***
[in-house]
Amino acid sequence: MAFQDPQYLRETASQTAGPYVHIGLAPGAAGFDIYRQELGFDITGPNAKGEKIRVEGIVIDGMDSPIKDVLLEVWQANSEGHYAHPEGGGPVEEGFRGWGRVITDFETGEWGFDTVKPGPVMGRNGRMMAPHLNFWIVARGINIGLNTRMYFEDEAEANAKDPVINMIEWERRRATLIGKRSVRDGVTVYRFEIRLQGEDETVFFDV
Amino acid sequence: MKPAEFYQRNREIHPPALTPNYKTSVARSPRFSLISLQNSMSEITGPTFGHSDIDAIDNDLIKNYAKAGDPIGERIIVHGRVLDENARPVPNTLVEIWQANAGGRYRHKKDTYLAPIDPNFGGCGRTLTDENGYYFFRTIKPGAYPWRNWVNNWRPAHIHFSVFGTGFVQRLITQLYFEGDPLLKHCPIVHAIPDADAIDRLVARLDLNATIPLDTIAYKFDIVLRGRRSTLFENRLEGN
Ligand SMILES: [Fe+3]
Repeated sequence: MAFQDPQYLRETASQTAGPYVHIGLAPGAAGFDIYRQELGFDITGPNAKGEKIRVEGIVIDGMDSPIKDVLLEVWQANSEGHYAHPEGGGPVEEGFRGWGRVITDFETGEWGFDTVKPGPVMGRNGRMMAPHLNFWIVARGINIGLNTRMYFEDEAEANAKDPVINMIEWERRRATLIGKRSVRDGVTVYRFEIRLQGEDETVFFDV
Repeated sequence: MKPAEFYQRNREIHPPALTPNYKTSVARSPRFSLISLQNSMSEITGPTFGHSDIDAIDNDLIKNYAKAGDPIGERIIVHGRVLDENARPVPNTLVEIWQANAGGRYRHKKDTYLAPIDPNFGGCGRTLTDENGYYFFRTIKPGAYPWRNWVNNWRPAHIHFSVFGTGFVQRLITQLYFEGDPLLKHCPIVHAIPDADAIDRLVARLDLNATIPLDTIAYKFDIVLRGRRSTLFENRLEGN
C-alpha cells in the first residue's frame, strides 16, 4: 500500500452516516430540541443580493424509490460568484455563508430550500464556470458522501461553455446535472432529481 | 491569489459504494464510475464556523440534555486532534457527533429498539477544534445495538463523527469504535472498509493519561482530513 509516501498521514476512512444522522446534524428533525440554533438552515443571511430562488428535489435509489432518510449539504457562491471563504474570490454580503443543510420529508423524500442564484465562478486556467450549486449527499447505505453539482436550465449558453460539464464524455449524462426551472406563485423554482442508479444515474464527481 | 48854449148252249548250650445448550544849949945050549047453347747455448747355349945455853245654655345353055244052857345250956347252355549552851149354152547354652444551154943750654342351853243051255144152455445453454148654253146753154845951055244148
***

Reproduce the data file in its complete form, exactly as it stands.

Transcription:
[in-house]
Amino acid sequence: MAFQDPQYLRETASQTAGPYVHIGLAPGAAGFDIYRQELGFDITGPNAKGEKIRVEGIVIDGMDSPIKDVLLEVWQANSEGHYAHPEGGGPVEEGFRGWGRVITDFETGEWGFDTVKPGPVMGRNGRMMAPHLNFWIVARGINIGLNTRMYFEDEAEANAKDPVINMIEWERRRATLIGKRSVRDGVTVYRFEIRLQGEDETVFFDV
Amino acid sequence: MKPAEFYQRNREIHPPALTPNYKTSVARSPRFSLISLQNSMSEITGPTFGHSDIDAIDNDLIKNYAKAGDPIGERIIVHGRVLDENARPVPNTLVEIWQANAGGRYRHKKDTYLAPIDPNFGGCGRTLTDENGYYFFRTIKPGAYPWRNWVNNWRPAHIHFSVFGTGFVQRLITQLYFEGDPLLKHCPIVHAIPDADAIDRLVARLDLNATIPLDTIAYKFDIVLRGRRSTLFENRLEGN
Ligand SMILES: [Fe+3]
Repeated sequence: MAFQDPQYLRETASQTAGPYVHIGLAPGAAGFDIYRQELGFDITGPNAKGEKIRVEGIVIDGMDSPIKDVLLEVWQANSEGHYAHPEGGGPVEEGFRGWGRVITDFETGEWGFDTVKPGPVMGRNGRMMAPHLNFWIVARGINIGLNTRMYFEDEAEANAKDPVINMIEWERRRATLIGKRSVRDGVTVYRFEIRLQGEDETVFFDV
Repeated sequence: MKPAEFYQRNREIHPPALTPNYKTSVARSPRFSLISLQNSMSEITGPTFGHSDIDAIDNDLIKNYAKAGDPIGERIIVHGRVLDENARPVPNTLVEIWQANAGGRYRHKKDTYLAPIDPNFGGCGRTLTDENGYYFFRTIKPGAYPWRNWVNNWRPAHIHFSVFGTGFVQRLITQLYFEGDPLLKHCPIVHAIPDADAIDRLVARLDLNATIPLDTIAYKFDIVLRGRRSTLFENRLEGN
C-alpha cells in the first residue's frame, strides 16, 4: 500500500452516516430540541443580493424509490460568484455563508430550500464556470458522501461553455446535472432529481 | 491569489459504494464510475464556523440534555486532534457527533429498539477544534445495538463523527469504535472498509493519561482530513 509516501498521514476512512444522522446534524428533525440554533438552515443571511430562488428535489435509489432518510449539504457562491471563504474570490454580503443543510420529508423524500442564484465562478486556467450549486449527499447505505453539482436550465449558453460539464464524455449524462426551472406563485423554482442508479444515474464527481 | 48854449148252249548250650445448550544849949945050549047453347747455448747355349945455853245654655345353055244052857345250956347252355549552851149354152547354652444551154943750654342351853243051255144152455445453454148654253146753154845951055244148